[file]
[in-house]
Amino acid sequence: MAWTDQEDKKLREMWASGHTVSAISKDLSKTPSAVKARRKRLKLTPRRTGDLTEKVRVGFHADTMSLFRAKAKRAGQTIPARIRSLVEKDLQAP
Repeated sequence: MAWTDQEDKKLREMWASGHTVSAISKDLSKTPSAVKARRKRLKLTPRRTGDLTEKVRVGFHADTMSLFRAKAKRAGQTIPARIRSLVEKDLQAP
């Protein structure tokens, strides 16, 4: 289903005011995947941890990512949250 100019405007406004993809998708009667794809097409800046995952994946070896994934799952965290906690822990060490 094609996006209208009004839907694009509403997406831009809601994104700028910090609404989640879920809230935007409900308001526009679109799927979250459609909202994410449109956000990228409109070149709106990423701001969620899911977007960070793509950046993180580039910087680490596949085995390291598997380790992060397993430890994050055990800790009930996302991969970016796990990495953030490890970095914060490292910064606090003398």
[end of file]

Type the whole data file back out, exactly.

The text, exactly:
[in-house]
Amino acid sequence: MAWTDQEDKKLREMWASGHTVSAISKDLSKTPSAVKARRKRLKLTPRRTGDLTEKVRVGFHADTMSLFRAKAKRAGQTIPARIRSLVEKDLQAP
Repeated sequence: MAWTDQEDKKLREMWASGHTVSAISKDLSKTPSAVKARRKRLKLTPRRTGDLTEKVRVGFHADTMSLFRAKAKRAGQTIPARIRSLVEKDLQAP
């Protein structure tokens, strides 16, 4: 289903005011995947941890990512949250 100019405007406004993809998708009667794809097409800046995952994946070896994934799952965290906690822990060490 094609996006209208009004839907694009509403997406831009809601994104700028910090609404989640879920809230935007409900308001526009679109799927979250459609909202994410449109956000990228409109070149709106990423701001969620899911977007960070793509950046993180580039910087680490596949085995390291598997380790992060397993430890994050055990800790009930996302991969970016796990990495953030490890970095914060490292910064606090003398």